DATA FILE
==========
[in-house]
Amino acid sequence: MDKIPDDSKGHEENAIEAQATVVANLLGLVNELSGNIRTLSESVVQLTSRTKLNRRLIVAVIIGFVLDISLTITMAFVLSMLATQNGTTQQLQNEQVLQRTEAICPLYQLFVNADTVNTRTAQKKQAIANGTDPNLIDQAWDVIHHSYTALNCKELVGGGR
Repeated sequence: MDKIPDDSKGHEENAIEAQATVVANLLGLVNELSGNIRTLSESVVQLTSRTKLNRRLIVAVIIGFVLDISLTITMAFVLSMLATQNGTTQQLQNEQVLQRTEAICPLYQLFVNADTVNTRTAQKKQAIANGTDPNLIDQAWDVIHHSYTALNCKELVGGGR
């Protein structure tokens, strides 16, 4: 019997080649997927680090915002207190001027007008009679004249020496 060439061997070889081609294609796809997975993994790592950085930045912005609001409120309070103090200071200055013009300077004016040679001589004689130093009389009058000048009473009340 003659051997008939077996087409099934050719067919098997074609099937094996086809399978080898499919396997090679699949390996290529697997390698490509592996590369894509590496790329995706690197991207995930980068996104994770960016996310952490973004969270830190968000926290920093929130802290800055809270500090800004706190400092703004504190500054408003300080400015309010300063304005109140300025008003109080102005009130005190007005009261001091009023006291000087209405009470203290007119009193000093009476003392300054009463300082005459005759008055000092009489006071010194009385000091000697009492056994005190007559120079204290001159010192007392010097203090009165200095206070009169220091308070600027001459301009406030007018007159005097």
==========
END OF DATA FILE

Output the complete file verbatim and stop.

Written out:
[in-house]
Amino acid sequence: MDKIPDDSKGHEENAIEAQATVVANLLGLVNELSGNIRTLSESVVQLTSRTKLNRRLIVAVIIGFVLDISLTITMAFVLSMLATQNGTTQQLQNEQVLQRTEAICPLYQLFVNADTVNTRTAQKKQAIANGTDPNLIDQAWDVIHHSYTALNCKELVGGGR
Repeated sequence: MDKIPDDSKGHEENAIEAQATVVANLLGLVNELSGNIRTLSESVVQLTSRTKLNRRLIVAVIIGFVLDISLTITMAFVLSMLATQNGTTQQLQNEQVLQRTEAICPLYQLFVNADTVNTRTAQKKQAIANGTDPNLIDQAWDVIHHSYTALNCKELVGGGR
């Protein structure tokens, strides 16, 4: 019997080649997927680090915002207190001027007008009679004249020496 060439061997070889081609294609796809997975993994790592950085930045912005609001409120309070103090200071200055013009300077004016040679001589004689130093009389009058000048009473009340 003659051997008939077996087409099934050719067919098997074609099937094996086809399978080898499919396997090679699949390996290529697997390698490509592996590369894509590496790329995706690197991207995930980068996104994770960016996310952490973004969270830190968000926290920093929130802290800055809270500090800004706190400092703004504190500054408003300080400015309010300063304005109140300025008003109080102005009130005190007005009261001091009023006291000087209405009470203290007119009193000093009476003392300054009463300082005459005759008055000092009489006071010194009385000091000697009492056994005190007559120079204290001159010192007392010097203090009165200095206070009169220091308070600027001459301009406030007018007159005097």